Wednesday, March 15, 2017

1) Government refuses to step back in Freeport dispute

2) Kontras Lists Human Rights Violations in Indonesia
3) Author praised for opening readers’ eyes to West Papua’s repression

1) Government refuses to step back in Freeport dispute
Viriya P. Singgih The Jakarta Post
Jakarta | Wed, March 15, 2017 | 07:29 am

Members of National University Student Movement (GMNI) hold a rally in front of Freeport Indonesia's office on Jalan Rasuna Said, Jakarta, on Feb. 24. (JP/Dhoni Setiawan)

The government has stated that it will not take a step back in its dispute with gold and copper miner PT Freeport Indonesia, reiterating that the company must abide by the rules on contract conversion and share divestment.
Both parties officially started negotiations to find a settlement on March 8, in which the government is represented by officials from the Energy and Mineral Resources Ministry, including secretary-general Teguh Pamudji, while Freeport Indonesia is represented by directors Clementino Lamury and Tony Wenas.
“Today, we have clearly explained our stance to them [Freeport] that we are still in a position that demands they convert the contract of work [CoW] into a special mining license [IUPK],” Hadi Djuraid, Energy and Mineral Resources Ministry spokesperson, said following a two-hour meeting with Clementino and Tony on Tuesday in Jakarta.
Hadi also said the company must divest 51 percent of its shares as mandated in Government Regulation (PP) No. 1/2017. “It is clearly stated in the PP. Hence, we can’t take a step back. We have to move forward with it,” he said.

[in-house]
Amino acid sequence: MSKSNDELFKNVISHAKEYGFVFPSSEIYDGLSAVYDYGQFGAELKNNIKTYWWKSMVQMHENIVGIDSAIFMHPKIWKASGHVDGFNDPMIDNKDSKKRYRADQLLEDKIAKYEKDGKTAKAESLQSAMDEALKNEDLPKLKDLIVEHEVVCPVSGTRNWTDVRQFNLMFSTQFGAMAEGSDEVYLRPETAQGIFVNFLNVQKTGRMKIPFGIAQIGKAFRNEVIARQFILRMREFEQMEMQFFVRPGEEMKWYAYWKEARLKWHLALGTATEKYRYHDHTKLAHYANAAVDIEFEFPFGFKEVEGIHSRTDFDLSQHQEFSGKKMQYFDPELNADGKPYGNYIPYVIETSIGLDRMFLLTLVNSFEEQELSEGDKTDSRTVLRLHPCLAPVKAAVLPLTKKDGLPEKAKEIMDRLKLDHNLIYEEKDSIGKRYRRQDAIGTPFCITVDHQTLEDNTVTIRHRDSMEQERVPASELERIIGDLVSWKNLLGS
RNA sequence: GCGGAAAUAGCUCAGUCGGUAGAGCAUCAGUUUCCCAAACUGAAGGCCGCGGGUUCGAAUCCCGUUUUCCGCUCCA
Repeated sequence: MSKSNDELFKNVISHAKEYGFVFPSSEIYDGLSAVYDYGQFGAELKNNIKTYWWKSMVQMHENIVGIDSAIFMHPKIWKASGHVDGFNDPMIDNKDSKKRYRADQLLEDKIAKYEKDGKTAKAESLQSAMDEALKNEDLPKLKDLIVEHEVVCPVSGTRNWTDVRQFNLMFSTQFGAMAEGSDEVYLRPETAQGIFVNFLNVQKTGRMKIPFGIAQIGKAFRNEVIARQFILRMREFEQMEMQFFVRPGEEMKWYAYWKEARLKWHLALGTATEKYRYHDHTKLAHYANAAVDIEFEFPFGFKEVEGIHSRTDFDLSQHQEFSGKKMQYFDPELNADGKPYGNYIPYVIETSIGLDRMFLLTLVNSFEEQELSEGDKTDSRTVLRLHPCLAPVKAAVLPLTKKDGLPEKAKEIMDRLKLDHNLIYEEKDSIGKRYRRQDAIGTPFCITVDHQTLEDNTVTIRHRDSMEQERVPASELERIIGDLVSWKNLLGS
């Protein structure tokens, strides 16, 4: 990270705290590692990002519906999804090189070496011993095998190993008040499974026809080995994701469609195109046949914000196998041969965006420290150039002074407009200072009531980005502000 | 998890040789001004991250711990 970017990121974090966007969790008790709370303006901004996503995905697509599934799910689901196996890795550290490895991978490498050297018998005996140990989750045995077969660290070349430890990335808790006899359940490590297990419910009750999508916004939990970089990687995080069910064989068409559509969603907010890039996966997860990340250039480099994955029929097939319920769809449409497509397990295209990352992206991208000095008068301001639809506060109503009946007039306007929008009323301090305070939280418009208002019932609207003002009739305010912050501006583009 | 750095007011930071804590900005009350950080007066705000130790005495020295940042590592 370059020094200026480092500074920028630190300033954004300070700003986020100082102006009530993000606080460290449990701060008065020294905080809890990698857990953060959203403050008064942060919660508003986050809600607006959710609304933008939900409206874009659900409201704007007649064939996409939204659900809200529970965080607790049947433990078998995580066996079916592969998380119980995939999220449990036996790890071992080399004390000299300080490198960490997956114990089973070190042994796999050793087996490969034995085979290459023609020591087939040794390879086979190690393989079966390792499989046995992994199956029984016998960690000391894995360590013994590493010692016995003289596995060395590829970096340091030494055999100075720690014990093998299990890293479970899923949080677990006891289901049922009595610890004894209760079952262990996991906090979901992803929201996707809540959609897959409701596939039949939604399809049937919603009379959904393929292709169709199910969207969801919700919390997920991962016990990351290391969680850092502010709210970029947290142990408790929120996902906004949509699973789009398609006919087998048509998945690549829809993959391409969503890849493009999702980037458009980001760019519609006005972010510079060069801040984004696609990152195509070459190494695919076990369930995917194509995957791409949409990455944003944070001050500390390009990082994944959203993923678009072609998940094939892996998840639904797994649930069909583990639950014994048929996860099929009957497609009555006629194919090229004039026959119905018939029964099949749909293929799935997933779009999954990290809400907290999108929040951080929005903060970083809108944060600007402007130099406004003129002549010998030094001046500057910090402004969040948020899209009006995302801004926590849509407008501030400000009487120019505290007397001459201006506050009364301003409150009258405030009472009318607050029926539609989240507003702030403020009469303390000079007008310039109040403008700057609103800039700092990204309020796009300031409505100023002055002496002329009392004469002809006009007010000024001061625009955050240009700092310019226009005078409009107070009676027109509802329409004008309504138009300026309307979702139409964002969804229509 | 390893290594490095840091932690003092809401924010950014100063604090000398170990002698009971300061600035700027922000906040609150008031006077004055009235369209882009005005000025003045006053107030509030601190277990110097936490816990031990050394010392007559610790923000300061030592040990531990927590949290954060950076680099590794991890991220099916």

Freeport Indonesia has rejected the idea of contract conversion and divesting 51 percent. The company has also stated that it might take the case to international arbitration if it cannot reach an agreement with the government within 120 days, starting from Feb. 17.
The United States-based mining giant Freeport McMoRan currently owns 90.64 percent of the company, while 9.36 percent is owned by the government. (ags)

WEDNESDAY, 15 MARCH, 2017 | 11:34 WIB
2) Kontras Lists Human Rights Violations in Indonesia

TEMPO.COJakarta - The Commission for Missing Persons and Victims of Violence, Kontras, in short, drawn up a list of 19 human rights issues in Indonesia. The list was drafted ahead to Kontras' 19th birthday on March 20, 2017.
Kontras coordinator Yati Andriyani said that the list reflects the current state of human rights issue in Indonesia.
"Ahead of Kontras' 19th birthday, we found a thesis that the state is not yet mature. Why? We have some yardsticks, the current state of human rights is a far cry from the ideal image of human rights," Yati said in Jakarta on Tuesday, March 14, 2017.
According to Yati, Kontras asserted that the government has been very lenient to human rights violators. Yati said that the government seemed to have somewhat collaborated or compromised with them.
Yati also named various human rights violators. "[The violators] used to be security officials, now its corporations," Yati said. Local governments, under special autonomy law, could violate human rights as well, according to Yati.